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Title: The femme fatale in 20th century British Century
Author: McMahon, Gary
ISNI:       0000 0004 2698 8993
Awarding Body: The Manchester Metropolitan University
Current Institution: Manchester Metropolitan University
Date of Award: 2010
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There is no study of the scope of the British film femme fatale: her nature and heritage have not been documented. That's what this thesis does. How does British society and history modify this figure? Does she reflect the social fortunes of British women, or is she such a fantasy that there is no correlation? I reject the psychoanalytic model that customarily interprets this subject and this field, so I borrow some Jungian magical thinking and follow an interdisciplinary trail of associations to test her merit as an archetype. And since archetypes are supposed to be unchanging, I am on a collision course with a Cultural studies model that ordinarily expects social adaptation. She is conspicuously absent from the British new wave and realism, but this reflects an ideological disparity between a left-wing aesthetic and the sovereign, dictatorial demeanour of the femme fatale. There are transcending archetypal consistencies: they relate to her embodiment of man's ambivalence about Mother Nature, acting out inevitable death from a cellular to a macrocosmic scale, inherited from mythological predecessors in media such as literature, painting and music. Not a figure to be trifled with, then. It turns out she does change with the times, progressively more physical in sexuality, aggression and mobility. Only Britain's war genre was closed to her, as her specialism moved from melodrama and crime to spy and horror films. She goes where the money is (box office), but her motivation ranges from materialism to vengeance to power to sadism. She is now sometimes construed as an assertive feminist role-model, but this contrivance applies only to the degree that might apply to the first British woman Prime Minister. Her masculine adaptation now demonstrates the devaluing of femininity, in both genders, in a ruthless, martial, capitalist culture, so that the term I find objectionable in my review is now objectionably valid: 'Phallic Woman' enjoys equal opportunity as anti-hero. You watch a film, take notes as you go looking for contrasting patterns with representations of the subject in this and other genres and other media. Notes loosely structured by headings categorise some observations at a stroke: costume; mobility; animalistic motifs; recurring characteristics that gradually coalesce into clusters to suggest sub-types offemmes fatales; mythological or psychological imagery. in turn resolved into sub-headings; same with themes. The categories make comparisons cogent. Other notes are freeform, open to any intuited observation, inviting dissociation, insuring against boxing yourself into presumptions. Then you can on a curator of special collections or a censor or a manager sitting on an archive at Pinewood Studios, and with a view to access all areas try to get them as enthused about this research as you are ... which requires an appreciation of storytelling that this chapter affirms as a research framework. To be transparent about it the moment you look for a beginning, middle or en~ or present a paper or otherwise share your work, you're into a storytelling narrative. That standard candid snapshot of one strategy extends to news footage and period television in my case, and organises my eclectic reading of art, mythology~ religion history, literature, music ... trawling for associations on the understanding that some conclusions in the humanities are found objects, so tangentially do they appear in the researcher's perceptual field. That's how W,J.T. Mitchell came to the fore from a supervisor's recommendation in art theory, and a Playboy interview came to qualify a psychoanalytic disquisition on 'the monstrous female.' This unconventional lateral research aims to show how transcendental themes and figures bind an unlikely grouping. An international comparison of films would do that, but the scope would rob the attention to British cinema that this thesis establishes as a unique radius for studying the femme fatale. I court creative accidents with a non-quantitative strategy of making an empty folder of 'Case Studies.' Pragmatic - but premeditated in the weighting on highly active, symbolic portrayals. My thematic approach gathers pertinence with incidences: themes define themselves by recurrence to make the case for the persistence of vision that any Jungian would associate with an archetype of the collective unconscious if there is one, and that anyone attuned to Aby Warburg would expect from a primal figure in art.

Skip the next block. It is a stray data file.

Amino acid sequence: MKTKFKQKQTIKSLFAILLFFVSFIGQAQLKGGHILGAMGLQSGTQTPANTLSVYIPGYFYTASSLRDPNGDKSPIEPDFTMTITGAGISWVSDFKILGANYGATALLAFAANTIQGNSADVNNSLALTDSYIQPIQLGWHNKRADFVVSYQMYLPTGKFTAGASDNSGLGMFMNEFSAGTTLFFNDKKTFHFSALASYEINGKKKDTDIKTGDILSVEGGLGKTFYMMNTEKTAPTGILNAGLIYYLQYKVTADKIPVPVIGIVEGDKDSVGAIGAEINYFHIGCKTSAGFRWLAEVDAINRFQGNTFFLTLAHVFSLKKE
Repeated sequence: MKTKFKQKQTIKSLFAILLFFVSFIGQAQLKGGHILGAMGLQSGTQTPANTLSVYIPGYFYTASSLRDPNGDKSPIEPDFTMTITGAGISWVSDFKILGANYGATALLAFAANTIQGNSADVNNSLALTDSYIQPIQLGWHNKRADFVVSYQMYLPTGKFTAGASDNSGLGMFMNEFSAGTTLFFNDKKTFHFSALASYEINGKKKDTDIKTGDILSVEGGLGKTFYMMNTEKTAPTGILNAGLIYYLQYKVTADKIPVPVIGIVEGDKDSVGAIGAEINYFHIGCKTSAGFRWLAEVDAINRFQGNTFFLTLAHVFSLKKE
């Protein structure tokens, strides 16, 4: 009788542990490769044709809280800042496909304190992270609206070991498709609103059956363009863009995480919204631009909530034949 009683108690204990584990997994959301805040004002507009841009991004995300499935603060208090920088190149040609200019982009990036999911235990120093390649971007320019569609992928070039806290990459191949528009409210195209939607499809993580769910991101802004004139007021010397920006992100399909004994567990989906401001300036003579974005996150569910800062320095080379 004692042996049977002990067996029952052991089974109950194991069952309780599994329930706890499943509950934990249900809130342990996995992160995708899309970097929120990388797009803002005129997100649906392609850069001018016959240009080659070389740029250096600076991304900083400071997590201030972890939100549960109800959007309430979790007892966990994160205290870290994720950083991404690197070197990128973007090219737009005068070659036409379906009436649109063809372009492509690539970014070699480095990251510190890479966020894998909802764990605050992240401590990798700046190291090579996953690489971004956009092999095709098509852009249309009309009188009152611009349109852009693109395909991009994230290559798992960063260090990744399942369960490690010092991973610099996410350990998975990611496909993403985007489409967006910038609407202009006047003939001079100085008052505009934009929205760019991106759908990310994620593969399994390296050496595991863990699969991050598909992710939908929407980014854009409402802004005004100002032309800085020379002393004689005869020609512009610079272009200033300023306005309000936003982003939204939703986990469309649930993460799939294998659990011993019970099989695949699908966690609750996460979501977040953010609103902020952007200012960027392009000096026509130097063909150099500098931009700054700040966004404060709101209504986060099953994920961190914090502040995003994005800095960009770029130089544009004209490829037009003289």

Supervisor: Not available Sponsor: Not available
Qualification Name: Thesis (Ph.D.) Qualification Level: Doctoral
EThOS ID:  DOI: Not available